Coronavirus (COVID-19) Health and Safety Guide
ASERT has put together some resources for those with autism and those who care for people with autism relating to the current Coronavirus outbreak.
These tips from the PACER Center provide a brief summary of information for parents of children or teens with disabilities at risk of arrest by police at school or in the community.
Your child may:
These rules apply whether the police want to talk with your child or teen in the community or at school. Anything said at school to a school administrator, police liaison officer, or a police officer can be used against your child in court.
Teach your child or teen to ask for an attorney and a parent.
Prepare a script about what to do if an officer stops or wants to speak with your child or teen in the community or at school. Practice appropriate responses. Make sure your child or teen understands what to say to police. Stress that they should be polite to the police.
Stress that your child or teen cannot challenge an officer in any way.
Teach your child or teen that they should not:
If the police tell your child or teen they just want to talk about what happened and then they can go home, tell your child or teen to say that they cannot answer questions unless an adult they know and an attorney are present.
If the police tell your child or teen that others have said they committed the crime, tell your child or teen to say that a parent and attorney must be present before they will speak or sign a statement.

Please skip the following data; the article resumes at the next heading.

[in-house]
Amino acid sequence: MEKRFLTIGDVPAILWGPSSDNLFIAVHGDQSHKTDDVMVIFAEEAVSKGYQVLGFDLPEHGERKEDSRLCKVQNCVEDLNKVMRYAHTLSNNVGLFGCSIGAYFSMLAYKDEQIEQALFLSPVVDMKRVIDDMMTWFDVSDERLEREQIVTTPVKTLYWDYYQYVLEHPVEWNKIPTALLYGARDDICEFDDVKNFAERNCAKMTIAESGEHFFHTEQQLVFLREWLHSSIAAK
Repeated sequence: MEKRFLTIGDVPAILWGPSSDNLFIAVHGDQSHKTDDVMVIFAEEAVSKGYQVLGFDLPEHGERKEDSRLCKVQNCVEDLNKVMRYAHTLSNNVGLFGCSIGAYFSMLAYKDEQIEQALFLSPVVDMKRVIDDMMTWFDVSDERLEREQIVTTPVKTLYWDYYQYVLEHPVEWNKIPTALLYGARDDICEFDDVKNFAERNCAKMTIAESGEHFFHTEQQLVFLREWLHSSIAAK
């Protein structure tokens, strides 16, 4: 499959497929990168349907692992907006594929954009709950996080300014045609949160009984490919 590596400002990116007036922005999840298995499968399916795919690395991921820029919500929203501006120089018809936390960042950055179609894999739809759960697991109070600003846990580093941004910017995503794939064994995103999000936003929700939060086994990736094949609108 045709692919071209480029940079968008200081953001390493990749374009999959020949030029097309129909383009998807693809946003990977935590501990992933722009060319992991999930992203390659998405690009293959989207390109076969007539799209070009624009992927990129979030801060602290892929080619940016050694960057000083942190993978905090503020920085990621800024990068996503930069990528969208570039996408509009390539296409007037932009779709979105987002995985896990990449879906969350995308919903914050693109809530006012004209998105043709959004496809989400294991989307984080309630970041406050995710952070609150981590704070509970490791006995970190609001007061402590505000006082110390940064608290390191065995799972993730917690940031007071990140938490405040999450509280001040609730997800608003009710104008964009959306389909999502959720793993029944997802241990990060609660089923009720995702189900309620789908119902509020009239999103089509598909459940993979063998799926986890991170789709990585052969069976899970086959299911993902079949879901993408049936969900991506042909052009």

If your child or teen has an IEP and you think they could be questioned or arrested at school:
If you are concerned that your child or teen’s disability puts them at higher risk for police involvement, meet with the police officers in your neighborhood.
The rights of children and teens are similar to those of adults if the police stop them or they are questioned by anyone regarding a criminal or formal complaint.
Any information your child or teen shares can be used against them in court. In many states, a parent does not have to be present when a child or teen is questioned. Find out what the laws are in your state about police contacting parents when their child is brought in for questioning.
The most important thing to remember is that your child or teen should not sign anything or answer questions without someone like a parent, guardian or attorney present.
This resource created by The PACER Center